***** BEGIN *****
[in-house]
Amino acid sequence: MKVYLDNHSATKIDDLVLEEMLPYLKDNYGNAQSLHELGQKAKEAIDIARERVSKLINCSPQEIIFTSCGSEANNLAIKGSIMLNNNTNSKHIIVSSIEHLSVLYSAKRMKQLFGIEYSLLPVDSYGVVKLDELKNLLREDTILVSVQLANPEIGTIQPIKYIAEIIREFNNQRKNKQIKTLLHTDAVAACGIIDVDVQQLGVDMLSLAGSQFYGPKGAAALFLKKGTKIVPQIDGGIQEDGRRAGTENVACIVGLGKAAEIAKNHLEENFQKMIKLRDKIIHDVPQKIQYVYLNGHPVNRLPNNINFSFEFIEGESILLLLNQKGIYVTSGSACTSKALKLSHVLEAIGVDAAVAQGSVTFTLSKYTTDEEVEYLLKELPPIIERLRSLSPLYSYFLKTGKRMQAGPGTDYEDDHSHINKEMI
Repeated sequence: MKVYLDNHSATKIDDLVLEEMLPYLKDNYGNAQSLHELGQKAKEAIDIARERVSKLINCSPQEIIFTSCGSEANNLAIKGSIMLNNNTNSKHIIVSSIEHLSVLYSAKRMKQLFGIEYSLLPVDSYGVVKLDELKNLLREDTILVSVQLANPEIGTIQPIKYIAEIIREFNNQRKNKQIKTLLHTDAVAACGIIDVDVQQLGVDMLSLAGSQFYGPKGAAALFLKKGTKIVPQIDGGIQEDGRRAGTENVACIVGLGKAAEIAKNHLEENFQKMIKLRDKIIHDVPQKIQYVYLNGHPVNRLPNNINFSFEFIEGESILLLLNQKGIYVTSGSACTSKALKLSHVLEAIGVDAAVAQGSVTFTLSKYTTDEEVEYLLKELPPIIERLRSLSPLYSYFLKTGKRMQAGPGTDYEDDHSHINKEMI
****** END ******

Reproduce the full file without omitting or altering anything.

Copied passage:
[in-house]
Amino acid sequence: MKVYLDNHSATKIDDLVLEEMLPYLKDNYGNAQSLHELGQKAKEAIDIARERVSKLINCSPQEIIFTSCGSEANNLAIKGSIMLNNNTNSKHIIVSSIEHLSVLYSAKRMKQLFGIEYSLLPVDSYGVVKLDELKNLLREDTILVSVQLANPEIGTIQPIKYIAEIIREFNNQRKNKQIKTLLHTDAVAACGIIDVDVQQLGVDMLSLAGSQFYGPKGAAALFLKKGTKIVPQIDGGIQEDGRRAGTENVACIVGLGKAAEIAKNHLEENFQKMIKLRDKIIHDVPQKIQYVYLNGHPVNRLPNNINFSFEFIEGESILLLLNQKGIYVTSGSACTSKALKLSHVLEAIGVDAAVAQGSVTFTLSKYTTDEEVEYLLKELPPIIERLRSLSPLYSYFLKTGKRMQAGPGTDYEDDHSHINKEMI
Repeated sequence: MKVYLDNHSATKIDDLVLEEMLPYLKDNYGNAQSLHELGQKAKEAIDIARERVSKLINCSPQEIIFTSCGSEANNLAIKGSIMLNNNTNSKHIIVSSIEHLSVLYSAKRMKQLFGIEYSLLPVDSYGVVKLDELKNLLREDTILVSVQLANPEIGTIQPIKYIAEIIREFNNQRKNKQIKTLLHTDAVAACGIIDVDVQQLGVDMLSLAGSQFYGPKGAAALFLKKGTKIVPQIDGGIQEDGRRAGTENVACIVGLGKAAEIAKNHLEENFQKMIKLRDKIIHDVPQKIQYVYLNGHPVNRLPNNINFSFEFIEGESILLLLNQKGIYVTSGSACTSKALKLSHVLEAIGVDAAVAQGSVTFTLSKYTTDEEVEYLLKELPPIIERLRSLSPLYSYFLKTGKRMQAGPGTDYEDDHSHINKEMI